VCE is the preferred modality for direct assessment of the small-bowel mucosa but the device is limited by battery lifespan. Incomplete examinations can lead to missed pathology in the nonvisualized bowel and the need for repeated tests (with the associated increase in potential risks and healthcare costs). As such, methods to improve capsule completion without associated cost or side-effects would be high-yielding. Physical activity has previously been associated with accelerated small-bowel transit 6 7 . In our study, we prospectively investigated physical activity and VCE completion and transit times.

Step count during the procedure was not significantly associated with VCE completion in our cohort. However, there was a significant association between increasing step count and shorter total bowel transit time. We suspect the shorter bowel transit time did not translate into higher rates of VCE completion because of the high baseline completion rate of the study population. This suggests that increasing activity may be more beneficial in patient populations with prolonged bowel transit and a higher risk of incomplete studies, although this needs further investigation. Given the low-risk nature of increasing the amount of physical activity during the study, we do feel that ambulation should be recommended to patients during VCE.

Other clinical characteristics were significantly associated with VCE completion rate. Most notably, higher BMI was associated with increased video capsule completion and shorter total bowel transit times. This finding is supported by the gastrointestinal motility literature, which has linked underweight status with slower bowel transit times 14 . This is remarkable as BMI is not included as a clinical characteristic in most other series assessing completion rates and may be an uncontrolled factor affecting previously published results. To our knowledge, the series by Spada et al. assessing bowel transit times during VCE in patients with Celiac disease and the work by our group assessing opioid use and VCE completion, are the only studies to include BMI as a variable 15 16 . Neither study reported a significant correlation but both are limited by a retrospective study design. Until this is clarified, we recommend that BMI should be included in future studies as a variable of interest.

We found that the use of narcotic medication was associated with incomplete VCE. This is in contrast to our previously published experience and has been found to be of variable significance in other studies 5 16 17 . Diabetes mellitus type 2 was also found to be significantly associated with incomplete VCE. Although diabetes was initially linked to decreased completion rates by Triantafyllou et al., more recent reports have not shown a significant association 3 17 18 . These factors need to be considered when discussing the potential outcomes and risks of VCE with patients, but should not serve as a deterrent to the procedure.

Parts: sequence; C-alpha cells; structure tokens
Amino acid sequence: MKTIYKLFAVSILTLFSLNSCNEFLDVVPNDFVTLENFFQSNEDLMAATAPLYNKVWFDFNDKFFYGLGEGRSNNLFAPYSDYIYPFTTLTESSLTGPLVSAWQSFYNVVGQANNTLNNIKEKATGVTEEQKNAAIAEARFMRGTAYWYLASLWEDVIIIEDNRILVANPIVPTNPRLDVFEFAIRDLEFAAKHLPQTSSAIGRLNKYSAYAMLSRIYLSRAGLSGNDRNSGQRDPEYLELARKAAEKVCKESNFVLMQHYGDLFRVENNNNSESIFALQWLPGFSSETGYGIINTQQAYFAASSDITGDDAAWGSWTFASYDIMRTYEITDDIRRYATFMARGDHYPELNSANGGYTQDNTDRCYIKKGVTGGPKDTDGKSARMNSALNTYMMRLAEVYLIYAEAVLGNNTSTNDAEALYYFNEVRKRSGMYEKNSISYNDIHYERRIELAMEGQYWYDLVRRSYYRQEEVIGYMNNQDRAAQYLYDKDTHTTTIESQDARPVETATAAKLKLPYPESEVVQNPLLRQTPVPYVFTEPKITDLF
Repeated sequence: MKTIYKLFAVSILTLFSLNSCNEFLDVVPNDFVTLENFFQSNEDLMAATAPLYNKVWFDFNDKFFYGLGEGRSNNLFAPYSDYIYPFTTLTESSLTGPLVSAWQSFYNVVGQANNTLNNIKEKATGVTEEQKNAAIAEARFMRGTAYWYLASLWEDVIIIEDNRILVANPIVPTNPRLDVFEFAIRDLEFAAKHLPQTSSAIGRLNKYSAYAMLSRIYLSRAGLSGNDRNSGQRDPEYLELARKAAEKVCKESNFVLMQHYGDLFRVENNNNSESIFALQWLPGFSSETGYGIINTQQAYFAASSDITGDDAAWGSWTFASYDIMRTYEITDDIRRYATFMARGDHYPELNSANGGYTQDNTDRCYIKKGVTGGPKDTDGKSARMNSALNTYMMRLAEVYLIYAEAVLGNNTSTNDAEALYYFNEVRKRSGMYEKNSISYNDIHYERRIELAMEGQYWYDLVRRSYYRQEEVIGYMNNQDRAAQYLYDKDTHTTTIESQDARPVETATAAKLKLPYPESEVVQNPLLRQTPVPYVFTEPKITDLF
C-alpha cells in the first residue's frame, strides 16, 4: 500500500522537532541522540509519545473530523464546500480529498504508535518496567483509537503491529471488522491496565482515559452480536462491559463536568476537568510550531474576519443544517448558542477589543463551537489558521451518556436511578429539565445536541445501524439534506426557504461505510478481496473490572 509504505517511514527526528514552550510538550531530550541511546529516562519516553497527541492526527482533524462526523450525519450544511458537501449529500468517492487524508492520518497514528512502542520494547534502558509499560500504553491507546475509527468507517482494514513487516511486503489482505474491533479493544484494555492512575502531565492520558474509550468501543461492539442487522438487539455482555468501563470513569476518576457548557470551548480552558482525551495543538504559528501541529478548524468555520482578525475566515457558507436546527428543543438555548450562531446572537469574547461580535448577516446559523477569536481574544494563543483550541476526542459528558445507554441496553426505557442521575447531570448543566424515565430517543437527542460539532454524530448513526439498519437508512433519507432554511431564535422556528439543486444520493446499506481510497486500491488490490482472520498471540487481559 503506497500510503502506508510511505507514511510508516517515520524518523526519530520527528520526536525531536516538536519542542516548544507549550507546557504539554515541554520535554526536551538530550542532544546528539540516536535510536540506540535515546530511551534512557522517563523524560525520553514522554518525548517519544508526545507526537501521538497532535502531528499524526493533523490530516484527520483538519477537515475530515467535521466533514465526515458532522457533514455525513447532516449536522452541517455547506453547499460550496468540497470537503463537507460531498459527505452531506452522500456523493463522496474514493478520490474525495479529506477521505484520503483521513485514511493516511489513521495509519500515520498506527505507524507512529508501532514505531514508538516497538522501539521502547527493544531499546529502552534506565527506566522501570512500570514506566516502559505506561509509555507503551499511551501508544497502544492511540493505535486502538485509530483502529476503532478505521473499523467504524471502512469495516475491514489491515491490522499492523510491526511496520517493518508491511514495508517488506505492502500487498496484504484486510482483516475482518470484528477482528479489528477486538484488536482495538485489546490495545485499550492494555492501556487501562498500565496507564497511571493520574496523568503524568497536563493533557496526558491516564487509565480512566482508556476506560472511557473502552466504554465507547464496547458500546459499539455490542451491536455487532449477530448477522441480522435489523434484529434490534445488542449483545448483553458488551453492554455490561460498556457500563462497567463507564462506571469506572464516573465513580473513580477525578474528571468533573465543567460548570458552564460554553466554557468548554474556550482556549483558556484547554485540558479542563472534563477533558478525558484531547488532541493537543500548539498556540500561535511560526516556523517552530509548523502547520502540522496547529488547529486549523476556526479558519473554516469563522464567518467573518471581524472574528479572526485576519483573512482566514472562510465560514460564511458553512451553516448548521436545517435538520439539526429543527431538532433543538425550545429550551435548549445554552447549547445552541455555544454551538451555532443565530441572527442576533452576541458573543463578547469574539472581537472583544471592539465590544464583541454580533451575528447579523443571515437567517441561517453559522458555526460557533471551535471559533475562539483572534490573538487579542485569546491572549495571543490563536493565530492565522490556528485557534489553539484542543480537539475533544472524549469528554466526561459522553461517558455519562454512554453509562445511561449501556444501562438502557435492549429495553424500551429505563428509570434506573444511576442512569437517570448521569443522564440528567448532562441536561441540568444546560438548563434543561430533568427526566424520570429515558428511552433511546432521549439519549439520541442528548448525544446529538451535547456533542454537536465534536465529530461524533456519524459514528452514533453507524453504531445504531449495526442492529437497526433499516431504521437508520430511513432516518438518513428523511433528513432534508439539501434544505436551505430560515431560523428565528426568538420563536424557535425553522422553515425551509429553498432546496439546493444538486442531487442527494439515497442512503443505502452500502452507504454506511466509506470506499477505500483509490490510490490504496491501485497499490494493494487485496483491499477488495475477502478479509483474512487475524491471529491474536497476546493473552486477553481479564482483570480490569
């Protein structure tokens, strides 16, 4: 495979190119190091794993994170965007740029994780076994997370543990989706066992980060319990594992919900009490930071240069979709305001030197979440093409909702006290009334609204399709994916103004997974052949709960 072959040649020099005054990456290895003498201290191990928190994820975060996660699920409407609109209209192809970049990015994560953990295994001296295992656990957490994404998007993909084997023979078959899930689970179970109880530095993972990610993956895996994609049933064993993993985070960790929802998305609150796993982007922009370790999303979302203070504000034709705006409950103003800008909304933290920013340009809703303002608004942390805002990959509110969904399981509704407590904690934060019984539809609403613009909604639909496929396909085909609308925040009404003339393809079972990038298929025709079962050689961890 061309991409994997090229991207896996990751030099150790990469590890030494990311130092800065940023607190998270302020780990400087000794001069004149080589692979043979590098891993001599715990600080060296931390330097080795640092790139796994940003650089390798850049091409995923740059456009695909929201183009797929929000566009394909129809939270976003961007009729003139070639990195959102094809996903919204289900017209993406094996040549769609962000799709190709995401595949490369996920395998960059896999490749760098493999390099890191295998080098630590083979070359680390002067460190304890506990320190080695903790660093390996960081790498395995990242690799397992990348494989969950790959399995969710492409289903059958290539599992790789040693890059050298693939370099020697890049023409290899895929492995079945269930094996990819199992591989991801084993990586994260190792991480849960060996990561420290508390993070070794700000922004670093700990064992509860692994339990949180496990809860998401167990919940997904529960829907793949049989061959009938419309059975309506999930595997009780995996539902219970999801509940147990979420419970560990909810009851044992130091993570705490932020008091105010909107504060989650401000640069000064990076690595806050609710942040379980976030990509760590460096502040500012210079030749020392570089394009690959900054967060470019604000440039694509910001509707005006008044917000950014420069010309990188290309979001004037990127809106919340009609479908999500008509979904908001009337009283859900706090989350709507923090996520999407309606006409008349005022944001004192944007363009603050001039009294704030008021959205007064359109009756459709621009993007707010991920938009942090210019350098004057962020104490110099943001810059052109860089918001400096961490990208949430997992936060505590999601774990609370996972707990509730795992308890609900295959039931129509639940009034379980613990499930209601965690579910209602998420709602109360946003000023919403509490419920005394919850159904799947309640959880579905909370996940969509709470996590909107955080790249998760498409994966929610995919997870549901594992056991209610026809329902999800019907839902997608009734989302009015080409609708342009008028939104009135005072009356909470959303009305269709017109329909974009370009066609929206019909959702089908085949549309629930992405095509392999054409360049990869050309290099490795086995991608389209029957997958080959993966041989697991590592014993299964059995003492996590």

The limitations of our study include the inability to directly correlate the timing of the physical activity with the location of the capsule owing to the modality of activity measurement. It should be noted that our ability to detect differences due to uncommon indications or VCE findings, such as active gastrointestinal bleeding, was limited by the sample size. In addition, the sample size probably also limited our ability to detect a difference in VCE completion given the high baseline completion rate of VCE performed on outpatients. Future studies should consider focusing on hospitalized patients as a target for interventions for VCE completion, given the lower completion rates in this patient population 3 4 5 .

The strengths of our study include being the first study to use a validated tool to directly measure physical activity during the VCE study period. In addition, our prospective design allowed us to statistically control for multiple variables that affect capsule completion and bowel transit times. This overcomes a major limitation of previously published series assessing VCE and physical activity.

In conclusion, increased physical activity during outpatient VCE correlated with shorter bowel transit times but was not significantly associated with VCE completion. Given the lack of side-effects, we recommend that physical activity should be encouraged during VCE studies. In addition, BMI was a previously unreported clinical characteristic associated with VCE completion and should be included as a variable of interest in future studies assessing VCE completion.

Acknowledgment

We would like to thank Troy Thrash, Rebecca Ray, and Debra Graham for their dedication and vital contributions to this study. We also thank Alpha Omega Alpha for funding the study.

Footnotes

Competing interests Marty M. Meyer – Speaker’s bureau Medtronic